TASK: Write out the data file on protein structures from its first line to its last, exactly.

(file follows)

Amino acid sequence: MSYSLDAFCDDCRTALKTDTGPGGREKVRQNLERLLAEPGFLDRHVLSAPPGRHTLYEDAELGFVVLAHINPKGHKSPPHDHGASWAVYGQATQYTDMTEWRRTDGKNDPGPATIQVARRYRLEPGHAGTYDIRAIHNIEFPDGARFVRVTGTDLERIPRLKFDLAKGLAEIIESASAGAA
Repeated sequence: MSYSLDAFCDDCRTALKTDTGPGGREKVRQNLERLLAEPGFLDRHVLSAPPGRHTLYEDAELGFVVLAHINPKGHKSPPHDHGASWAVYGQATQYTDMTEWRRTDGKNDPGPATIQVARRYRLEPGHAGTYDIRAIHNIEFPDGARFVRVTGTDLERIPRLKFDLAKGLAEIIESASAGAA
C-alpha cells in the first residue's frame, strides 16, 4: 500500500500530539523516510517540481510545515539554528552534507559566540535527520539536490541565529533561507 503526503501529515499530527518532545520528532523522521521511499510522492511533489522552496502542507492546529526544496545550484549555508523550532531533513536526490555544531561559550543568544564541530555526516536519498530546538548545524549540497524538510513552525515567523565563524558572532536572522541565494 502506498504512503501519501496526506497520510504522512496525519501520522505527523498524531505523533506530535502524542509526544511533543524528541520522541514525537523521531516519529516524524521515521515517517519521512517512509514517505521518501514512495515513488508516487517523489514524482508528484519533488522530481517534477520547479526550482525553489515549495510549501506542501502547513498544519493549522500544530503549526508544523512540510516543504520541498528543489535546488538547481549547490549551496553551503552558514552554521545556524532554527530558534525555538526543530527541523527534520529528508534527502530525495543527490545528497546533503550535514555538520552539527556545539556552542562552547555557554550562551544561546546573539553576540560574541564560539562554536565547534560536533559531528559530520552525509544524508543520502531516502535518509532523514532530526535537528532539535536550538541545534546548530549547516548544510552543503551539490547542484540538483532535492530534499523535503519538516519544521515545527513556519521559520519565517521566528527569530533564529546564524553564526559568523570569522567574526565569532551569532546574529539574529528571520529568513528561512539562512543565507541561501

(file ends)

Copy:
Amino acid sequence: MSYSLDAFCDDCRTALKTDTGPGGREKVRQNLERLLAEPGFLDRHVLSAPPGRHTLYEDAELGFVVLAHINPKGHKSPPHDHGASWAVYGQATQYTDMTEWRRTDGKNDPGPATIQVARRYRLEPGHAGTYDIRAIHNIEFPDGARFVRVTGTDLERIPRLKFDLAKGLAEIIESASAGAA
Repeated sequence: MSYSLDAFCDDCRTALKTDTGPGGREKVRQNLERLLAEPGFLDRHVLSAPPGRHTLYEDAELGFVVLAHINPKGHKSPPHDHGASWAVYGQATQYTDMTEWRRTDGKNDPGPATIQVARRYRLEPGHAGTYDIRAIHNIEFPDGARFVRVTGTDLERIPRLKFDLAKGLAEIIESASAGAA
C-alpha cells in the first residue's frame, strides 16, 4: 500500500500530539523516510517540481510545515539554528552534507559566540535527520539536490541565529533561507 503526503501529515499530527518532545520528532523522521521511499510522492511533489522552496502542507492546529526544496545550484549555508523550532531533513536526490555544531561559550543568544564541530555526516536519498530546538548545524549540497524538510513552525515567523565563524558572532536572522541565494 502506498504512503501519501496526506497520510504522512496525519501520522505527523498524531505523533506530535502524542509526544511533543524528541520522541514525537523521531516519529516524524521515521515517517519521512517512509514517505521518501514512495515513488508516487517523489514524482508528484519533488522530481517534477520547479526550482525553489515549495510549501506542501502547513498544519493549522500544530503549526508544523512540510516543504520541498528543489535546488538547481549547490549551496553551503552558514552554521545556524532554527530558534525555538526543530527541523527534520529528508534527502530525495543527490545528497546533503550535514555538520552539527556545539556552542562552547555557554550562551544561546546573539553576540560574541564560539562554536565547534560536533559531528559530520552525509544524508543520502531516502535518509532523514532530526535537528532539535536550538541545534546548530549547516548544510552543503551539490547542484540538483532535492530534499523535503519538516519544521515545527513556519521559520519565517521566528527569530533564529546564524553564526559568523570569522567574526565569532551569532546574529539574529528571520529568513528561512539562512543565507541561501